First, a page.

Horses were hotter and required a lot more finesse. Stirrups were longer and position was more upright. You sat on your horses back between the jumps rather than using the half seat and hunting down to the jumps.

                            I personally find today's riding style to be a lot more natural, but I sure long to see more pace, especially in the hunter ring!

                            One caveat for those looking at the recently-posted links to Maclay rounds from MSG: not only were those hot TBs, but they came off the trailer in the middle of NYC and pretty much straight into the ring. There was one schooling round early in the day. The schooling ring was three canter strides long and there were support posts in it. There was barely room to canter a jump and NO longing. So what you are seeing in those videos is a nervous rider on a hot horse with a brand new clip job who suddenly landed in the middle of NYC in November and thinks he's been abducted by aliens.
                            Life would be infinitely better if pinatas suddenly appeared throughout the day.

                            Comment


                            • #15
                              Oh yeah- the clear snap out harnesses on helmets. You would have had to pry that from my cold dead hands when the bubble helmets became required.

                              Navajo pads that complimented your full chaps. No one has full chaps these days. Well, I do.

                              Comment


                              • #16
                                LOL singmiasong. so true on ALL accounts. Hey I had the MOST gorgeous circa 1988 hunter green pytchley coat, had to sell it last year when I realized a. it will never fit again and b. it's hopelessly out of style. Never got to wear it, bought to show a chestnut in...of course

                                You nailed everything to a T! oh and yes the navajo pads were awesome...and looked stunning with my white/blue hampa boots.

                                Comment

                                • Original Poster

                                  #17
                                  Wow, this is bringing up memories!!

                                  Full chaps!!!!! I remember when someone got half chaps
                                  (80's) at the barn and I thought YUCK!!!! how tacky.......oh my things change...love my half chaps now....

                                  Huph...the helmets with the plastic!!!! ugh.....

                                  I still love the pancake saddles!!!! Still have my tack trunk and will keep it always!!!!

                                  I used to call WB's Dumb Bloods.... oh my, now i have one...

                                  Never say never!!

                                  Comment


                                  • #18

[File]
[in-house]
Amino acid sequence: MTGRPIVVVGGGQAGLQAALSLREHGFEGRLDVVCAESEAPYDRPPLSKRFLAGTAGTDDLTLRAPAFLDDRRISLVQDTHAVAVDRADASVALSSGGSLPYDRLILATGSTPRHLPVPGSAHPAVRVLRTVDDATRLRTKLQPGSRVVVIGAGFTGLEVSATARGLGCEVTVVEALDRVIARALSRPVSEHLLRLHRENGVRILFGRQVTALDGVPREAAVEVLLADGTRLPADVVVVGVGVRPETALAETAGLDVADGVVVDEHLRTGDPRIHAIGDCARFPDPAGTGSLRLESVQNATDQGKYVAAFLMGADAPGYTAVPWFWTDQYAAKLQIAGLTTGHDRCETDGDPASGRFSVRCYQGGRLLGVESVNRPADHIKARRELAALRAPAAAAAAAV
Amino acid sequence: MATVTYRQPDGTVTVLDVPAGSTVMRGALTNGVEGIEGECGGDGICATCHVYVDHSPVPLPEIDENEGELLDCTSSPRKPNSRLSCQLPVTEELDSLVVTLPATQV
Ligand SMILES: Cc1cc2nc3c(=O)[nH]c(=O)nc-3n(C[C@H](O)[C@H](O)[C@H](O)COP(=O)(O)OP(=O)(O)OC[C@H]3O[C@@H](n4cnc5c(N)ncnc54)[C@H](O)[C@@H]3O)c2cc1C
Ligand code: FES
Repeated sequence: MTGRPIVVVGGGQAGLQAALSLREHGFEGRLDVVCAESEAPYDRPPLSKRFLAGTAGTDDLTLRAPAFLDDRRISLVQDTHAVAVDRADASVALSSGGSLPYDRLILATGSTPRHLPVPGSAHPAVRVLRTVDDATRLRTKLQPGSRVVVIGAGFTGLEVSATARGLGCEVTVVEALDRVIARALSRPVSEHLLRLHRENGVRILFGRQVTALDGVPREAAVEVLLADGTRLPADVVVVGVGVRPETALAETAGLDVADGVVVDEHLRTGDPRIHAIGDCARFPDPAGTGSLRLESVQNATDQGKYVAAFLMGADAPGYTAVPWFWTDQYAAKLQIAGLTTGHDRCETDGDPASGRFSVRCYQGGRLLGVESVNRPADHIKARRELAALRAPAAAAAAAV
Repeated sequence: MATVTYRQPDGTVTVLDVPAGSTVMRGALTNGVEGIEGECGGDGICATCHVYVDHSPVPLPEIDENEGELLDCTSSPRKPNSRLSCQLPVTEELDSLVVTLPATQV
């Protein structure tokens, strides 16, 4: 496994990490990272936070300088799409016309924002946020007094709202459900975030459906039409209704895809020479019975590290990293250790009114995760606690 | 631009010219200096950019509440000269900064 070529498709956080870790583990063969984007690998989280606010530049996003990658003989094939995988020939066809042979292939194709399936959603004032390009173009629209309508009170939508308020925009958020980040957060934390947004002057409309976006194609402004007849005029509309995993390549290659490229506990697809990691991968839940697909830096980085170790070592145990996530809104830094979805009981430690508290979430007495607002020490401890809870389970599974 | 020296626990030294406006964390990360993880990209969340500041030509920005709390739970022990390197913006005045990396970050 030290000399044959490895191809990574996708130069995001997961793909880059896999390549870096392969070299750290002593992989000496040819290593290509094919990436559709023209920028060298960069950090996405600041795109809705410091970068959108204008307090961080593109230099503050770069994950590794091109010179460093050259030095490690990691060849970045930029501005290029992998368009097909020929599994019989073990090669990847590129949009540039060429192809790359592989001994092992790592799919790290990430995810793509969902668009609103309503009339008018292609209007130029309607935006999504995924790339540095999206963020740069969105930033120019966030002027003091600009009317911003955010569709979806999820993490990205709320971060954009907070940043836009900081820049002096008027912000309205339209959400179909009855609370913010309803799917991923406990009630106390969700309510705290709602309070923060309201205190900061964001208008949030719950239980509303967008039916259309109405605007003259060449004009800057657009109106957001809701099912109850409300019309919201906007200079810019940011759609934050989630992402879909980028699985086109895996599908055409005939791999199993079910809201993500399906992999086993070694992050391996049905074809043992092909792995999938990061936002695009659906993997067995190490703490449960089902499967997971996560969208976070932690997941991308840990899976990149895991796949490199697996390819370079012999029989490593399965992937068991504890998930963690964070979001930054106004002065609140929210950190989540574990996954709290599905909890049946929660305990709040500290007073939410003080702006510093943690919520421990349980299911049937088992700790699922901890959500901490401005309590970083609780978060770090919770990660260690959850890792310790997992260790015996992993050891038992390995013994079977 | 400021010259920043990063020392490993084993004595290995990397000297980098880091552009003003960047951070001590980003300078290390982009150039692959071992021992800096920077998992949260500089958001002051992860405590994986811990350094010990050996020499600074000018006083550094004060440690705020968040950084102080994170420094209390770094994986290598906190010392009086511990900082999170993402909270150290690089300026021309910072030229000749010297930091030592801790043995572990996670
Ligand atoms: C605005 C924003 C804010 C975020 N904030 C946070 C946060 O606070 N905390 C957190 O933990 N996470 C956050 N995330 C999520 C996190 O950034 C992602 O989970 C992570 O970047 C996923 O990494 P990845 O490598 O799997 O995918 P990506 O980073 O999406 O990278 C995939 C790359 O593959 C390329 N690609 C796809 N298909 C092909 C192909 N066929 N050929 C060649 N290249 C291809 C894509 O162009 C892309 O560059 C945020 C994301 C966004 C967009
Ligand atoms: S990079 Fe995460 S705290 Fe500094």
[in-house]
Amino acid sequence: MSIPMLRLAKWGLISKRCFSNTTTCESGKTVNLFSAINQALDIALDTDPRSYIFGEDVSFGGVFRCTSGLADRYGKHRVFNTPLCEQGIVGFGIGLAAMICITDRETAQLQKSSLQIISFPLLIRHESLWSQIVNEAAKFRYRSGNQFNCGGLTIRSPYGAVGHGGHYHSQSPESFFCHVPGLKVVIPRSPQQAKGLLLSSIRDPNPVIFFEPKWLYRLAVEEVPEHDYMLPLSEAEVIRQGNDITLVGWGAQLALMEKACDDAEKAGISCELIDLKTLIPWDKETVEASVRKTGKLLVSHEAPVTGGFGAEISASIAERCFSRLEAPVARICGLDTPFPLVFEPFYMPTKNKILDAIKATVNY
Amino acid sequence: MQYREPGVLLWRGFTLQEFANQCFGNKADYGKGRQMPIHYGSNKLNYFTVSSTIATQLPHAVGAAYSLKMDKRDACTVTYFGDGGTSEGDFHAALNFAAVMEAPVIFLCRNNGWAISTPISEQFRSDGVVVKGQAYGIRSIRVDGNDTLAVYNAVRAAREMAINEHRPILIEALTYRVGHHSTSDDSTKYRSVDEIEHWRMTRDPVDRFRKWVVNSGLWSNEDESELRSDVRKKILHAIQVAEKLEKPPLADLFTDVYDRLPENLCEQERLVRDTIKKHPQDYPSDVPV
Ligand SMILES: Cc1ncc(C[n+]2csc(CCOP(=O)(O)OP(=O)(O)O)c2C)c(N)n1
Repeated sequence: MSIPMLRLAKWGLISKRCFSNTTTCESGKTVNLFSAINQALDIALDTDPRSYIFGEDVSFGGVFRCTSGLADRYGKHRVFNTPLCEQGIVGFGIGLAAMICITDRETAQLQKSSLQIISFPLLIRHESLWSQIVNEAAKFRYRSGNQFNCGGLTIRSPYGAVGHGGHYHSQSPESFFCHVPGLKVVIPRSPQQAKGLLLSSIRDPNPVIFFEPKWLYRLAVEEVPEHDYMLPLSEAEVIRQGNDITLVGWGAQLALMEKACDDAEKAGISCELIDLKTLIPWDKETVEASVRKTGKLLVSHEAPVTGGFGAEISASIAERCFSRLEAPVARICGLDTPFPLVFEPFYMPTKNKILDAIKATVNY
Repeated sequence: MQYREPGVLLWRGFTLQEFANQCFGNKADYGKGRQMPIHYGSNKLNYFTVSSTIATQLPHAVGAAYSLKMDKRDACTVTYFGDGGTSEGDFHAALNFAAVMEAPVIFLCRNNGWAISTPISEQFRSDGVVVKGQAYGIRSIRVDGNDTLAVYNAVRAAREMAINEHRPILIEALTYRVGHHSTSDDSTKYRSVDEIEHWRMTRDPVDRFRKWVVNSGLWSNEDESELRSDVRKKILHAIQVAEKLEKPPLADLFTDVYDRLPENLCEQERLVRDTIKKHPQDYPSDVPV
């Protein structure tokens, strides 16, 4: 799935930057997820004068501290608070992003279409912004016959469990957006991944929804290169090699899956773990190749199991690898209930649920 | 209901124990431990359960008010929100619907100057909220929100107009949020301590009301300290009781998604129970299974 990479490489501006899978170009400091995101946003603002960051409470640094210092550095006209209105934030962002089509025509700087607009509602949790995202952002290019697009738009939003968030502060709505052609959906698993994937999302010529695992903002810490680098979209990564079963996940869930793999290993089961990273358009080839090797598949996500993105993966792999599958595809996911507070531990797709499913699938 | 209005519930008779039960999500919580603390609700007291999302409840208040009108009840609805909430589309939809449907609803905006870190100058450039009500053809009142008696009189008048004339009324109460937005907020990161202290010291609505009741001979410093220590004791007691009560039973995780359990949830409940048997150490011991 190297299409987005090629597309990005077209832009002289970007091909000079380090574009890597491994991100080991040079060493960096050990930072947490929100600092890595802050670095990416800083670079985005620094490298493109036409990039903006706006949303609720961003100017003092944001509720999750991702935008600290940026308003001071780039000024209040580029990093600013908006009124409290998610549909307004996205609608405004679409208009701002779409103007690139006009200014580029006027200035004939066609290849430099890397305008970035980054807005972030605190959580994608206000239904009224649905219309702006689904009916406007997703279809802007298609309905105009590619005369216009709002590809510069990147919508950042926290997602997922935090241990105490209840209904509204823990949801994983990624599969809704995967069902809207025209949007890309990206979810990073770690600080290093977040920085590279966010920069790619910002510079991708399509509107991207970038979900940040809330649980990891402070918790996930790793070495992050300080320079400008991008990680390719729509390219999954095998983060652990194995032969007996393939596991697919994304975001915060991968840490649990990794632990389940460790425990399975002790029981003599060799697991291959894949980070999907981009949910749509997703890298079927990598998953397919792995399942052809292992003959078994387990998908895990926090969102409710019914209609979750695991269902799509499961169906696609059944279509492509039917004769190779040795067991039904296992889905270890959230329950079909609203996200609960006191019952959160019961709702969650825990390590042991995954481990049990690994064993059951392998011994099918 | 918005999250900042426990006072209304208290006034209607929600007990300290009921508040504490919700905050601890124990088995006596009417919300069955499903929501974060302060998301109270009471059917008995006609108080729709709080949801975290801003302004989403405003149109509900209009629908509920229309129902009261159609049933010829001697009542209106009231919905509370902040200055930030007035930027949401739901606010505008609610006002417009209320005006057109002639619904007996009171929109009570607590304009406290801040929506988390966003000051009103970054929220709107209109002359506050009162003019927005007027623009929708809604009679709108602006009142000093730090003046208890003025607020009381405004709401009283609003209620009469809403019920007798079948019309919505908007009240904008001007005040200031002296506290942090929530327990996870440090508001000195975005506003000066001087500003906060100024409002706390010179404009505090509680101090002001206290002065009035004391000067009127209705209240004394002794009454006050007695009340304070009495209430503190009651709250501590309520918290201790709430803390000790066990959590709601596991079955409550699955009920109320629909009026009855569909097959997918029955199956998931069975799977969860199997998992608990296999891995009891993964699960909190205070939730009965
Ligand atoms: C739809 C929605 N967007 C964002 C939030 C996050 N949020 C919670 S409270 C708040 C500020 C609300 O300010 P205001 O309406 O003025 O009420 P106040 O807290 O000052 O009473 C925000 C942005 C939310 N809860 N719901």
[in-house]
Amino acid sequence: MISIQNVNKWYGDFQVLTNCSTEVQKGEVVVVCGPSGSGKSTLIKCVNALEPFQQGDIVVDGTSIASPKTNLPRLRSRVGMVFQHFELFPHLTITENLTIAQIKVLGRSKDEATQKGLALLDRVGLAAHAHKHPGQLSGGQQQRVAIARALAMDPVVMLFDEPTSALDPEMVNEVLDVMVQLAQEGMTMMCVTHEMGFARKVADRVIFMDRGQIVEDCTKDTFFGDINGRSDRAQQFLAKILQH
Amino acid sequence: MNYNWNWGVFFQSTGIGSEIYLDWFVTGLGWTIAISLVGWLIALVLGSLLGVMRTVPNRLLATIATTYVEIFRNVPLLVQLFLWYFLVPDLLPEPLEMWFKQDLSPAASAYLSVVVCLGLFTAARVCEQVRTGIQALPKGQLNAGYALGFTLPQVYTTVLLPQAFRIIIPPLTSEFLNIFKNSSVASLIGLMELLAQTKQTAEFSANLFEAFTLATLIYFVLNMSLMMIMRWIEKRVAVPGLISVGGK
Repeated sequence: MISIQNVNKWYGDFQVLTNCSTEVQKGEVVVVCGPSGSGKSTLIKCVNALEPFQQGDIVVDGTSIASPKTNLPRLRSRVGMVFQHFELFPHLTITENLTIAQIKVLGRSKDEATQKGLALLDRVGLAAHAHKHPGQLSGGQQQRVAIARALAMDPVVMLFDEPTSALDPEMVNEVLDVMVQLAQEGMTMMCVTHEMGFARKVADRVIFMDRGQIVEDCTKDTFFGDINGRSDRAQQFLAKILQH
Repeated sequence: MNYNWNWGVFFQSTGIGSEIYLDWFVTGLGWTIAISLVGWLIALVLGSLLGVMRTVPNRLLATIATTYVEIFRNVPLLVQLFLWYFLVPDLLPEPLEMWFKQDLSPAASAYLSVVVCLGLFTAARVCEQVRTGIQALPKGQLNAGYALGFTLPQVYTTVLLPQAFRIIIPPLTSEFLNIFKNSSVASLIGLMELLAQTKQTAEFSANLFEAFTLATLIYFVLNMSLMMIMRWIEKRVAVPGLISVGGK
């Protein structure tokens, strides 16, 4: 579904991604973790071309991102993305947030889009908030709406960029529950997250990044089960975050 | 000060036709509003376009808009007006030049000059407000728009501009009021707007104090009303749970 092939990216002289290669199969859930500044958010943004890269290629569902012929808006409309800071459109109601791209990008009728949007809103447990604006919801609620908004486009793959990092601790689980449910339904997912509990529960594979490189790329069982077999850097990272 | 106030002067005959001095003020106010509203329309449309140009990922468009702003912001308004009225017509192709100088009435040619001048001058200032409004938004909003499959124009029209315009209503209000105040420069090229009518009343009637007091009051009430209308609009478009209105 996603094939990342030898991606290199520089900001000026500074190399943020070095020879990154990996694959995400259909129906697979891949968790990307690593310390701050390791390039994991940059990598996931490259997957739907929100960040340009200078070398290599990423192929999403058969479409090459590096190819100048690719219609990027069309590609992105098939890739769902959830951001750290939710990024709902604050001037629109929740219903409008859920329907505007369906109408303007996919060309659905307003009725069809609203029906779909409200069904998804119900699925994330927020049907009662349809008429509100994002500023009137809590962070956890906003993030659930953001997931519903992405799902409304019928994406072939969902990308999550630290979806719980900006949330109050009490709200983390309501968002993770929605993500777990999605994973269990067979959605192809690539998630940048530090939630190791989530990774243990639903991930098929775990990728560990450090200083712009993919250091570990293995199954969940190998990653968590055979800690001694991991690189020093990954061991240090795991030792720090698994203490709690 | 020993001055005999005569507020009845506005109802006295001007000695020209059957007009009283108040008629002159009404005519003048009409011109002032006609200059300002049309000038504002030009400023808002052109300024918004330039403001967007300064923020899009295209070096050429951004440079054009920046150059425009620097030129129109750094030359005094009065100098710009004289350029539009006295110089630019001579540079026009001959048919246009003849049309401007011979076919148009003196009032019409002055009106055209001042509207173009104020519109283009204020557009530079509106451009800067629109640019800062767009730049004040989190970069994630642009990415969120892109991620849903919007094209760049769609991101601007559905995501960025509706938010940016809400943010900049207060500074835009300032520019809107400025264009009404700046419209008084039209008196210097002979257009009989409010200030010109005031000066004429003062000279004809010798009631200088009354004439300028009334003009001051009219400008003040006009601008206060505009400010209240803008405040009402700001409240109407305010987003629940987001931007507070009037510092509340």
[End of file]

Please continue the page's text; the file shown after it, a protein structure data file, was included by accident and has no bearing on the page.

Originally posted by magnolia73 View Post
                                    Oh yeah- the clear snap out harnesses on helmets. You would have had to pry that from my cold dead hands when the bubble helmets became required.

                                    Navajo pads that complimented your full chaps. No one has full chaps these days. Well, I do.
                                    LOL...Still have a velvet hunt cap with clear harness hanging in my tack room. I had rose colored FULL chaps with palomino colored yoke and snake (I think Rattlesnake?!?) piping and the Navajos, OOOOmigosh, don't get me started, still have a stack of 'em! I also have green pinstripe Pytchley jacket which I'm positive will come back in style but I will probably never, ever be able to get buttoned!

                                    AND BTW, I loved wearing rust breeches, braiding my own horse, riding TB's, CB jackets, mud knots, egg crate foam, horse vans, and my beloved PDN saddle!
                                    Last edited by kelsey97; Jul. 22, 2011, 08:03 PM.

                                    Comment


                                    • #19
                                      So True!

                                      Originally posted by Sing Mia Song View Post
                                      One caveat for those looking at the recently-posted links to Maclay rounds from MSG: not only were those hot TBs, but they came off the trailer in the middle of NYC and pretty much straight into the ring. There was one schooling round early in the day. The schooling ring was three canter strides long and there were support posts in it. There was barely room to canter a jump and NO longing. So what you are seeing in those videos is a nervous rider on a hot horse with a brand new clip job who suddenly landed in the middle of NYC in November and thinks he's been abducted by aliens.
                                      Back in the day we had no "tricks": No Perfect Prep, Magnesium sulfate, etc. We rode fresh horses because we didn't have a choice. The first year I went to Washington the "schooling area" was a strip of dirt, ie runway, on the pavement in the parking lot. Then you rode, well I had to get off and lead mine, down the ramp into the cave...

                                      Comment


                                      • #20
                                        I still have my navy Ptchley too! And my Dehners. Neither of which have a prayer of fitting.

                                        When I first started riding, I had one of those helments with the elastic and the plastic chin cup, that you just flipped up over the bill of the helmet anyway. I still miss my beautiful Regal Crowne

                                        There was no perfect prep, but there was plenty of resurpine, well, early 80s anyway. People still cheated back then, unfortunately.

                                        Comment